Illinois Outdoor News Cuffs & Collars – Dec. 28, 2018
Northwest Zone – Captain Laura Petreikis
In Henry County, CPO Palumbo issued multiple citations and written warnings to two raccoon hunters. He observed their vehicle coming out of a field and conducted a stop. The violations included transporting a loaded/uncased .22 pistol, an open canister containing an alcoholic beverage, FOID card status, hunting license, habitat stamp, and hunting without permission.
In Henry County, CPOs Wagner and Kaufman were alerted to individuals shining a tree line. The two individuals were located, and they were carrying uncased/loaded firearms on an ATV. One of the individuals did not have a hunting license or habitat stamp. Citations were issued for transporting uncased firearms on an ATV. One individual also received a citation for no hunting license and a written warning for no habitat stamp.
In Jo Daviess County, CPO Hoftender cited a Wisconsin man for hunting without a valid permit during the first firearm season. In a separate incident, CPO Hoftender cited a Chicago man for hunting from the roadway.
In Lee County, CPO Wagner responded to a TIP complaint and found an individual shooting coyotes from a moving ATV. The individual was cited for hunting by aid or use of conveyance and transporting an uncased/loaded firearm on an ATV. A mandatory court date was also issued.
In Mercer County, CPO Francisko responded to a complaint of a firearm deer hunter hunting too close to an occupied dwelling. The hunter was observed 200 yards away from the house, and he was not wearing a visible blaze orange hat. The hunter was advised that he was 100 yards short of the required distance he needed to be from an occupied dwelling unless he had permission from the homeowner. The man was also advised of the blaze orange violation. A citation was issued for hunting closer than 300 yards from an occupied dwelling without permission of the homeowner, and a written warning was issued for the blaze orange violation.
In Mercer County, CPO Francisko checked a firearm deer hunter at his stand after the CPO heard shots fired. The hunter advised that he did not have his license or permits with him, but he had already shot a deer which he had not tagged. The CPO confirmed the deer had been laying untagged for quite a while. The hunter was issued a citation for failure to attach the temporary harvest tag to the deer immediately upon kill; and written warnings were issued for not having his required license, stamp, and permit on his person while hunting.
In Rock Island County, CPO Francisko responded to a complaint regarding a deer hunter shooting multiple times at a deer in a field where there were two houses under 300 yards from this activity. The CPO interviewed the hunter at the scene, and it was determined that the hunter was 200 yards away from the occupied dwelling. Although the hunter did not shoot directly at the houses, he did shoot in the direction of the houses. The hunter was issued a citation for hunting closer than 300 yards from an occupied dwelling without permission of the homeowner, and a written warning was issued for hunting deer without the required habitat stamp.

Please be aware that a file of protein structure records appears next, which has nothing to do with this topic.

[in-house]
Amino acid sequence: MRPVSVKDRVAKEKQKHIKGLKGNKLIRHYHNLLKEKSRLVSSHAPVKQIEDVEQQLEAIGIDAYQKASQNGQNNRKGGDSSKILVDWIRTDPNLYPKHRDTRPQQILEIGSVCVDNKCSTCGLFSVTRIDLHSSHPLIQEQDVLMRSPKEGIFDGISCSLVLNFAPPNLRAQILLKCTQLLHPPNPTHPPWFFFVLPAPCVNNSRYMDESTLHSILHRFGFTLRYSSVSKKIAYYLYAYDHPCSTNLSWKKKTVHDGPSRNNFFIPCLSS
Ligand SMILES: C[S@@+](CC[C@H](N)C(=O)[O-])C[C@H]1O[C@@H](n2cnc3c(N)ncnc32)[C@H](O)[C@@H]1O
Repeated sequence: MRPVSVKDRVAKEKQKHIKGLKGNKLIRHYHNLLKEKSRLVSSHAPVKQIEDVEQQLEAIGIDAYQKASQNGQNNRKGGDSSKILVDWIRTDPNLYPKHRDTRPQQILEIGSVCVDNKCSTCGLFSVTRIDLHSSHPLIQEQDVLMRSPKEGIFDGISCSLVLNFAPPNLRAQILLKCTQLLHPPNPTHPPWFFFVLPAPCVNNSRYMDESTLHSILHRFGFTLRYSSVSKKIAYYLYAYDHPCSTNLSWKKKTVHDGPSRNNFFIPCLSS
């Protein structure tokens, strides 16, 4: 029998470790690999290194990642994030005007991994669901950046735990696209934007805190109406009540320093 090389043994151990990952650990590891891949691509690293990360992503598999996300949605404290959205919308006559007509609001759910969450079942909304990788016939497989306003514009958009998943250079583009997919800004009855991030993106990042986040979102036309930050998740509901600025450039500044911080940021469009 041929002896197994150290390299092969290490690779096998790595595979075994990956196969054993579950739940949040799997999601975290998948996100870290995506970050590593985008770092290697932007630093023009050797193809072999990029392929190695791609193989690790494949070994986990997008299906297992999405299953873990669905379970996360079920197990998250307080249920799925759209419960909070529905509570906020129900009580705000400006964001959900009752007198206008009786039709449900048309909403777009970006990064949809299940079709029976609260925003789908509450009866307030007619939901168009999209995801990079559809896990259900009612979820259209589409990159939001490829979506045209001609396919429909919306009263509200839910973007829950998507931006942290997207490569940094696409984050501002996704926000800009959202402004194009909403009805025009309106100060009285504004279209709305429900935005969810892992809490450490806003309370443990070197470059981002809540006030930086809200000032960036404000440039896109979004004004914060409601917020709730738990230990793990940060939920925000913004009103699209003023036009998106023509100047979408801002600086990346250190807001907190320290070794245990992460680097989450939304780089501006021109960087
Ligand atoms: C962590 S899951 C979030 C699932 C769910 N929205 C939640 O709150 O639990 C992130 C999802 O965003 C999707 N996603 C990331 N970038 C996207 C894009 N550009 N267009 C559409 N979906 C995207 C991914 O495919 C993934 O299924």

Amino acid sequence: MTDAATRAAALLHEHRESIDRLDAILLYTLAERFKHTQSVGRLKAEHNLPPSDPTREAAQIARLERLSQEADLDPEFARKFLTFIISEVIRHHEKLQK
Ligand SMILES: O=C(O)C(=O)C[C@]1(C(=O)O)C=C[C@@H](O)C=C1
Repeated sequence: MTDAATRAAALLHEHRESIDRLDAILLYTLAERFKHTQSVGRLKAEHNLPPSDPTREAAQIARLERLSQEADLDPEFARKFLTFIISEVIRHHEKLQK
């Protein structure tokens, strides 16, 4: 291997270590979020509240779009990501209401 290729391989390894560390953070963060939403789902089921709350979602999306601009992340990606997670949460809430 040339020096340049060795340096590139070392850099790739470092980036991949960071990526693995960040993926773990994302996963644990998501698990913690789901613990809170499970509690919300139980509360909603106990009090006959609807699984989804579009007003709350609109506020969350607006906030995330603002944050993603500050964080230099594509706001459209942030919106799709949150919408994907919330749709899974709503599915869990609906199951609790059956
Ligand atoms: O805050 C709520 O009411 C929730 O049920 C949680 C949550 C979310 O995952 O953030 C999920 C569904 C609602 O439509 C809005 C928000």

In LaSalle County, CPO Kaufman responded to a complaint of hunting without permission during the firearm deer season. The property owner had heard a shot near his house the previous day, and he found a hunter field dressing a deer on the neighboring property. The next day the property owner found blood and drag marks from his property to where he had seen the hunter field dressing the deer. As CPO Kaufman was leaving the residence, he saw a hunter on the neighboring property walking out for an afternoon hunt. The hunter admitted to shooting the deer on the complainant’s land and dragging it back to property he had permission to hunt on. The hunter received a citation and two written warnings.
In Marshall County, CPOs Finn and Filipiak investigated a complaint regarding a Virginia man who was purchasing resident licenses and permits to deer hunt. The man was found to be bow hunting and in possession of a resident hunting license, resident bow permits, and resident firearm deer permits. Five citations were issued for falsification to obtain a resident hunting license, falsification to obtain resident archery permits, hunting without valid archery permits, no valid nonresident hunting license, and unlawful attempt to take white-tailed deer. He was also issued six written warnings for past hunts. His bow, arrows, and case were seized.
In Adams County, CPO Wheatley investigated a Camp Point woman who was suspected of taking a deer with a rifle during the archery season. He spoke with the woman after he went to the meat locker and recovered bullet fragments from the wound. The woman said she shot the deer with a bow on her property; but after some discussion, she admitted to taking the deer with a 30-30 rifle. The woman was charged with using a rifle to take deer and unlawful possession of illegally taken game.